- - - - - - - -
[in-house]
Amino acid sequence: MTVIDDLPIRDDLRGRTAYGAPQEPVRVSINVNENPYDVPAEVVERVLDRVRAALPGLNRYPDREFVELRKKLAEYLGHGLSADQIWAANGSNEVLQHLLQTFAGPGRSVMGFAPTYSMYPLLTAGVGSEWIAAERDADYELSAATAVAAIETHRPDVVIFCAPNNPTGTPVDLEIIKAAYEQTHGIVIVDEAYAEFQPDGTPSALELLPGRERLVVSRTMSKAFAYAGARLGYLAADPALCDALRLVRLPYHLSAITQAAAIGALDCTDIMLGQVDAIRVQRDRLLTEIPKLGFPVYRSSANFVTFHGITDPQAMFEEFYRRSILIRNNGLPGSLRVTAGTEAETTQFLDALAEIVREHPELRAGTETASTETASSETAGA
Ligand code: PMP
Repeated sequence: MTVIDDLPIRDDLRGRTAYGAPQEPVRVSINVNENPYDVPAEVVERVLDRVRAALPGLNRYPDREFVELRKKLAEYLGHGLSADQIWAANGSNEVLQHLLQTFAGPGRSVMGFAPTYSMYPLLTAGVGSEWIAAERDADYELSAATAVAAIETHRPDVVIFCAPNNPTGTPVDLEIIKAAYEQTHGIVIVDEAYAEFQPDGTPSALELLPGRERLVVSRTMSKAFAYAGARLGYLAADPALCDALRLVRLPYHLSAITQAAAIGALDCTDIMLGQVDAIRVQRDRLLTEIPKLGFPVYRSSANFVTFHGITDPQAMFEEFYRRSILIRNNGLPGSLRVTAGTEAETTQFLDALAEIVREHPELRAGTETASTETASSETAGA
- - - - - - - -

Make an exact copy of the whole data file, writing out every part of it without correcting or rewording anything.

[in-house]
Amino acid sequence: MTVIDDLPIRDDLRGRTAYGAPQEPVRVSINVNENPYDVPAEVVERVLDRVRAALPGLNRYPDREFVELRKKLAEYLGHGLSADQIWAANGSNEVLQHLLQTFAGPGRSVMGFAPTYSMYPLLTAGVGSEWIAAERDADYELSAATAVAAIETHRPDVVIFCAPNNPTGTPVDLEIIKAAYEQTHGIVIVDEAYAEFQPDGTPSALELLPGRERLVVSRTMSKAFAYAGARLGYLAADPALCDALRLVRLPYHLSAITQAAAIGALDCTDIMLGQVDAIRVQRDRLLTEIPKLGFPVYRSSANFVTFHGITDPQAMFEEFYRRSILIRNNGLPGSLRVTAGTEAETTQFLDALAEIVREHPELRAGTETASTETASSETAGA
Ligand code: PMP
Repeated sequence: MTVIDDLPIRDDLRGRTAYGAPQEPVRVSINVNENPYDVPAEVVERVLDRVRAALPGLNRYPDREFVELRKKLAEYLGHGLSADQIWAANGSNEVLQHLLQTFAGPGRSVMGFAPTYSMYPLLTAGVGSEWIAAERDADYELSAATAVAAIETHRPDVVIFCAPNNPTGTPVDLEIIKAAYEQTHGIVIVDEAYAEFQPDGTPSALELLPGRERLVVSRTMSKAFAYAGARLGYLAADPALCDALRLVRLPYHLSAITQAAAIGALDCTDIMLGQVDAIRVQRDRLLTEIPKLGFPVYRSSANFVTFHGITDPQAMFEEFYRRSILIRNNGLPGSLRVTAGTEAETTQFLDALAEIVREHPELRAGTETASTETASSETAGA